Psalm 119:127



Verse 127. Therefore I love thy commandments above gold; yea, above fine gold. As it was God's time to work so it was David's time to love. So far from being swayed by the example of evil men, so as to join them in slighting the Scriptures, he was the rather led into a more vehement love of them. As he saw the commandments slighted by the ungodly, his heart was in sympathy with God, and he felt a burning affection for his holy precepts. It is the mark of a true believer that he does not depend upon others for his religion, but drinks water out of his own well, which springs up even when the cisterns of earth are all dried. Our holy poet amid a general depreciation of the law felt his own esteem of it rising so high that gold and silver sank in comparison. Wealth brings with it so many conveniences that men naturally esteem it, and gold as the symbol of it is much set by; and yet, in the judgment of the wise, God's laws are more enriching, and bring with them more comfort than all the choicest treasures. The Psalmist could not boast that he always kept the commands; but he could declare that he loved them; he was perfect in heart, and would fain have been perfect in life. He judged God's holy commands to be better than the best earthly thing, yea, better than the best sort of the best earthly thing; and this esteem was confirmed and forced into expression by those very oppositions of the world which drive hypocrites to forsake the Lord and his ways.

"The dearer, for their rage,

Thy words I love and own, --
A wealthier heritage

Than gold and precious stone."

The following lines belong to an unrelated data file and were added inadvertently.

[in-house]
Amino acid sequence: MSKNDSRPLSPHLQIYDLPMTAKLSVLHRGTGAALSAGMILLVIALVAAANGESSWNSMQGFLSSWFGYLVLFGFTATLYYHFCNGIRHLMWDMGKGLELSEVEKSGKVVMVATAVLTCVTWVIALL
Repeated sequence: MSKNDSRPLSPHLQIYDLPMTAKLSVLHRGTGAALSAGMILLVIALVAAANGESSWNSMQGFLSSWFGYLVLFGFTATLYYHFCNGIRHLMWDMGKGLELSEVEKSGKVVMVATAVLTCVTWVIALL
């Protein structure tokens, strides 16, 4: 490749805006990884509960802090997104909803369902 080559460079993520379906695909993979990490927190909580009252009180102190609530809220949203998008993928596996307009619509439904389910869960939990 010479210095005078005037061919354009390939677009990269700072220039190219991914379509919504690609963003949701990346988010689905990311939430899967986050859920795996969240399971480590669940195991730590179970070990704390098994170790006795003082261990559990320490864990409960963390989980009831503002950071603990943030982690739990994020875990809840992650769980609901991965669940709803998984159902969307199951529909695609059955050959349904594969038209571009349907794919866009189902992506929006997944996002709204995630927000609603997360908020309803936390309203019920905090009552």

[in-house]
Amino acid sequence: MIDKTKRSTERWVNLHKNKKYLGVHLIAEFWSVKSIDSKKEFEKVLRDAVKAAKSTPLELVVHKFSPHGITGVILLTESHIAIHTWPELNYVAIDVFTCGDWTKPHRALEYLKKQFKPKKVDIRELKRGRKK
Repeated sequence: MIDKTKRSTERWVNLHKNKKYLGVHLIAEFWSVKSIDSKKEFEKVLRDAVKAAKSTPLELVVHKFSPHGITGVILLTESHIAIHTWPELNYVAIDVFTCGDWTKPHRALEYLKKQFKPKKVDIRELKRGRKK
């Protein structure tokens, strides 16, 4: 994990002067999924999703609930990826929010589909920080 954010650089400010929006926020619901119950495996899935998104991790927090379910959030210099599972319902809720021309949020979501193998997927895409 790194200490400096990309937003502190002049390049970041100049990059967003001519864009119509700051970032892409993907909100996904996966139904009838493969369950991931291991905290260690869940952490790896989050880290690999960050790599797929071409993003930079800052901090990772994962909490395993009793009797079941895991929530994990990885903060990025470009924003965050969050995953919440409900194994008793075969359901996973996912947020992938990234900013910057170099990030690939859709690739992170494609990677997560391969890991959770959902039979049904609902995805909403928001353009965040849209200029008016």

Verse 127. -- Therefore I love thy commandments above gold, etc. Partly, because it is one evidence of their excellency, that they are disliked by the vilest of men. Partly, out of a just indignation and opposition against my sworn enemies; and partly, because the great and general apostasy of others makes this duty more necessary to prevent their own and other men's relapses. --Matthew Pool.

Verse 127. -- I love thy commandments above gold; yea, above fine gold. The image employed brings before us the picture of the miser; his heart and his treasure are in his gold. With what delight he counts it! with what watchfulness he keeps it! hiding it in safe custody, lest he should be despoiled of that which is dearer to him than life. Such should Christians be, spiritual misers, counting their treasure which is "above fine gold"; and "hiding it in their hearts," in safe keeping, where the great despoiler shall not be able to reach it. Oh, Christians! how much more is your portion to you than the miser's treasure! Hide it; watch it; retain it. You need not be afraid of covetousness in spiritual things: rather "covet earnestly" to increase your store; and by living upon it and living in it, it will grow richer in extent, and more precious in value. --Charles Bridges.

Verse 127. -- I love thy commandments. He professes not that he fulfilled them, but that he loved them; and truly it is a great progress in godliness, if we be come thus far, as from our heart ,to love them. The natural man hates the commandments of God; they are so contrary to his corruption; but the regenerate man, as he hates his own corruption, so he loves the word, because according to it he desires to be reformed. And here is our comfort, that, albeit we cannot do what is commanded, yet if we love to do it, it is an argument of grace received. "Above gold" etc. It is lawful to love those creatures which God hath appointed for our use; with these conditions: the one is, that the first seat in our affection of love be reserved to God; and any other thing we love, that we love it in him and for him, and give it only the second room. Thus David, being a natural man, loved his natural food; but he protests he loved the law of the Lord more than his appointed food; and here he loves the commandments of God above all gold. --William Cowper.



Verse 127. -- The world's assault upon the truth a reason for our loving it.

Verse 127. --

  1. The object of love: "Thy commandments."
  2. The degree of love: "above gold," etc.
  3. The reason of this love: "therefore," etc., because its object must ultimately prevail. -- G.R.

Verse 127. -- God's will versus the golden idol.

  1. God's commandments are better than gold.
  2. The love of them is proportionably nobler.
  3. The unmeasurable superiority of character they produce. --W.B.H.